Not so, officials insist. Led by the new 2014 Outlander that will begin arriving later this spring (and followed later this year by a new subcompact based on the Mirage), Mitsubishi at last has fresh product for the showroom.
And Mitsubishi isn’t messing around this time with niche appeal. In short—and in what smacks somewhat of a last-ditch strategy to pump its sales back up—the Outlander drives and feels, in many ways, as if the previous generation hadn’t existed.
That bears some explanation: With the last-generation Outlander, this crossover took a step toward the sporty side. But quite a lot of road harshness came with its sharp handling and good body control; and it was one of the heavier models in the class. And a lot of people simply didn’t get what we considered some of its better features, like the useful clamshell tailgate.
Still the Outlander, no longer the outlier?
The new Outlander is positioned more directly against strong sellers like the Toyota RAV4, Honda CR-V, and Subaru Forester. And it matches those vehicles in most respects, while beating them in features for the money.
The fundamentals look and sound like what you get throughout most of this class: There’s a 2.4-liter four-cylinder engine and a CVT (Outlander ES or SE), or a 3.0-liter V-6 and a six-speed automatic (Outlander GT), and power is delivered through either front-wheel drive or all-wheel drive. And with an overall length of about 183 inches, the new Outlander is right in the middle of the compact-SUV market—with most of those models recently updated.
Out on the high-desert roads of central Oregon, near Bend, we recently had the chance to put several versions of the 2014 Outlander to the test, and we found that spanning from the Outlander ES up to the Outlander GT V-6, there’s quite a difference in how this vehicle carries itself down the road. The ES four-cylinder that we spent the most time with was much more tossable and light-feeling—softly sprung yet agile, and a bit charming in the way that Japanese vehicles used to be.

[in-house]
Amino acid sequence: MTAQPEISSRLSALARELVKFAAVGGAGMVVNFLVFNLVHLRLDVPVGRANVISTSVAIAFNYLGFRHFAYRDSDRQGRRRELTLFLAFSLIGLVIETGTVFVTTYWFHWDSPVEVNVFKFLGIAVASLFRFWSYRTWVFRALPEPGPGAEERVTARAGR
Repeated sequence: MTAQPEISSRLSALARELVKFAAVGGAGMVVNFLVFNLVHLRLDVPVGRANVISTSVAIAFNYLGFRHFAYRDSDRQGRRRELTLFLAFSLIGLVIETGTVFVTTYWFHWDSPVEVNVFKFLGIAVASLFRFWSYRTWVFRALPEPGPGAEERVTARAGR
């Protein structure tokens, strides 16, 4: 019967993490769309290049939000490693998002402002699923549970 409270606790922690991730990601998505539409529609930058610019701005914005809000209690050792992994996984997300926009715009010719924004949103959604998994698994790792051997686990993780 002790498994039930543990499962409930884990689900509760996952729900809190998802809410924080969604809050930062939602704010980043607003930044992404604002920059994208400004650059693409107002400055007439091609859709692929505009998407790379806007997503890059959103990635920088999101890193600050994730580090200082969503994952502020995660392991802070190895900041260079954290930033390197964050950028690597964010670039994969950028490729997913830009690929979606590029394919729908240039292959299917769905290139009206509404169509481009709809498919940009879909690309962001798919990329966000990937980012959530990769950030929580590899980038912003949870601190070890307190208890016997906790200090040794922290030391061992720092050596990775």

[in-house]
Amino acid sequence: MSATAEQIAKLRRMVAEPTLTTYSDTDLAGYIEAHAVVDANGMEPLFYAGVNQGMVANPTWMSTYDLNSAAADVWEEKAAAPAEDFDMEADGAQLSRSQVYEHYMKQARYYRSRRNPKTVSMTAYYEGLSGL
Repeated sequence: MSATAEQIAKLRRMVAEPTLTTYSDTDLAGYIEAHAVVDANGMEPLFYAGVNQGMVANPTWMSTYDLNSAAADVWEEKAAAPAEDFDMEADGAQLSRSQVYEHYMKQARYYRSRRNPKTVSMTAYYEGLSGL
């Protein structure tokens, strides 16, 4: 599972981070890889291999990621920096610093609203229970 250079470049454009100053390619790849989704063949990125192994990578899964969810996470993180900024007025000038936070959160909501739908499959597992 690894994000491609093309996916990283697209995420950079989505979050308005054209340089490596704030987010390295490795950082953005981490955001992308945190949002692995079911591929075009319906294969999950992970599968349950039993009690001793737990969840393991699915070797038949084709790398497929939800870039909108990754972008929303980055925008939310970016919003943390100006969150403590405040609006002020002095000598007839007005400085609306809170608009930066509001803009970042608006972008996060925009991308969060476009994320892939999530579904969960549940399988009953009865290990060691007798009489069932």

The Outlander GT V-6 model no longer feels like a performance-tuned version. While Mitsubishi has cut up to 220 pounds from some versions of the Outlander, here especially the softer springs and in general more body motion signal that this is a model with more power but not the kind of performance chops as before. Yet big steering-wheel paddle-shifters do hint that this is the model for enthusiasts.
Base engine fits right in, but V-6 is underwhelming
Compared to the four-cylinder models, we don’t really see the GT as satisfying, or sensible. From the driver’s standpoint, it’s noticeably more nose-heavy, with a heavier steering feel (officials say the gear and even boost level is the same), and more awkward body motions in tight corners. There’s a lot of body lean in either of these versions, but in either case it’s a better handler than the CR-V; you can slingshot out of tight corners with plenty of confidence in the four-cylinder models.
While the V-6 sounds great when you’re wringing it out; it doesn’t feel that much stronger, and our anecdotal, seat-of-the-pants acceleration check pointed to it being a half-second better to 60, at best. There’s a nearly 300-pound difference between the two, and it makes just 224 horsepower and 215 pound-feet of torque and doesn’t churn out all that much torque at low revs. Takeoffs are quick only because of the six-speed automatic’s much lower first-gear ratio. And in addition to its lack of potency, premium fuel is recommended. Skip it.